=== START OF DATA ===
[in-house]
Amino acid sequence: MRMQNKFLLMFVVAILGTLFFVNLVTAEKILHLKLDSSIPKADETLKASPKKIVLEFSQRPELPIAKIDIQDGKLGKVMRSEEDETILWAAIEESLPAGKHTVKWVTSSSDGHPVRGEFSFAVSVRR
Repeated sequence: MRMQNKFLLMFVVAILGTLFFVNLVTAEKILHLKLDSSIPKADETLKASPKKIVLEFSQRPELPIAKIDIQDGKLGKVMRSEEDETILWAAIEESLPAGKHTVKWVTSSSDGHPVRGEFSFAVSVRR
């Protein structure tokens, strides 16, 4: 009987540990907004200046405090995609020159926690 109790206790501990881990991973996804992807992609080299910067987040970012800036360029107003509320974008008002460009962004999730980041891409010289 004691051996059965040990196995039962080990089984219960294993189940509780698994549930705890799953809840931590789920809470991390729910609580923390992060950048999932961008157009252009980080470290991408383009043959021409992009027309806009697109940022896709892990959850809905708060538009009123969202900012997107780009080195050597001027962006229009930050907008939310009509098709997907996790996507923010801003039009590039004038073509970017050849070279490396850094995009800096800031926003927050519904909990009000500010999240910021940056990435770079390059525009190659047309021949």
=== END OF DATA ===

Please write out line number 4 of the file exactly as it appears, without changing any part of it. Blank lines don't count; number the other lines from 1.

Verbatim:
């Protein structure tokens, strides 16, 4: 009987540990907004200046405090995609020159926690 109790206790501990881990991973996804992807992609080299910067987040970012800036360029107003509320974008008002460009962004999730980041891409010289 004691051996059965040990196995039962080990089984219960294993189940509780698994549930705890799953809840931590789920809470991390729910609580923390992060950048999932961008157009252009980080470290991408383009043959021409992009027309806009697109940022896709892990959850809905708060538009009123969202900012997107780009080195050597001027962006229009930050907008939310009509098709997907996790996507923010801003039009590039004038073509970017050849070279490396850094995009800096800031926003927050519904909990009000500010999240910021940056990435770079390059525009190659047309021949």